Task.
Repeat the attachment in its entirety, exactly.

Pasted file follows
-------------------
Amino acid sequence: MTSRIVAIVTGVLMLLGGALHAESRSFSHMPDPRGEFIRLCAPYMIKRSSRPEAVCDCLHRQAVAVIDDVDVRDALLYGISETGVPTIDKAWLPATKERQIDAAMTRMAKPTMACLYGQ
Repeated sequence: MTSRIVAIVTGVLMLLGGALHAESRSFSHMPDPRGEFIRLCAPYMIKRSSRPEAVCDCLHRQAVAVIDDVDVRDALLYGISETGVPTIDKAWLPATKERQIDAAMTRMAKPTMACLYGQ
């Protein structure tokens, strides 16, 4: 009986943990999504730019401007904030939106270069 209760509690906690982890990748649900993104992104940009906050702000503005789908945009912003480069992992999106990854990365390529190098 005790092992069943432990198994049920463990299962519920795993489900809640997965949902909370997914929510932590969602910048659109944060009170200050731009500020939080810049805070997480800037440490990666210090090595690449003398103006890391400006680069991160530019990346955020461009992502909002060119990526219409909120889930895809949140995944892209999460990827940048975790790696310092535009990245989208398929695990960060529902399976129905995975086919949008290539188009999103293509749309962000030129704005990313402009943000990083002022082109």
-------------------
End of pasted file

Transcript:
Amino acid sequence: MTSRIVAIVTGVLMLLGGALHAESRSFSHMPDPRGEFIRLCAPYMIKRSSRPEAVCDCLHRQAVAVIDDVDVRDALLYGISETGVPTIDKAWLPATKERQIDAAMTRMAKPTMACLYGQ
Repeated sequence: MTSRIVAIVTGVLMLLGGALHAESRSFSHMPDPRGEFIRLCAPYMIKRSSRPEAVCDCLHRQAVAVIDDVDVRDALLYGISETGVPTIDKAWLPATKERQIDAAMTRMAKPTMACLYGQ
């Protein structure tokens, strides 16, 4: 009986943990999504730019401007904030939106270069 209760509690906690982890990748649900993104992104940009906050702000503005789908945009912003480069992992999106990854990365390529190098 005790092992069943432990198994049920463990299962519920795993489900809640997965949902909370997914929510932590969602910048659109944060009170200050731009500020939080810049805070997480800037440490990666210090090595690449003398103006890391400006680069991160530019990346955020461009992502909002060119990526219409909120889930895809949140995944892209999460990827940048975790790696310092535009990245989208398929695990960060529902399976129905995975086919949008290539188009999103293509749309962000030129704005990313402009943000990083002022082109």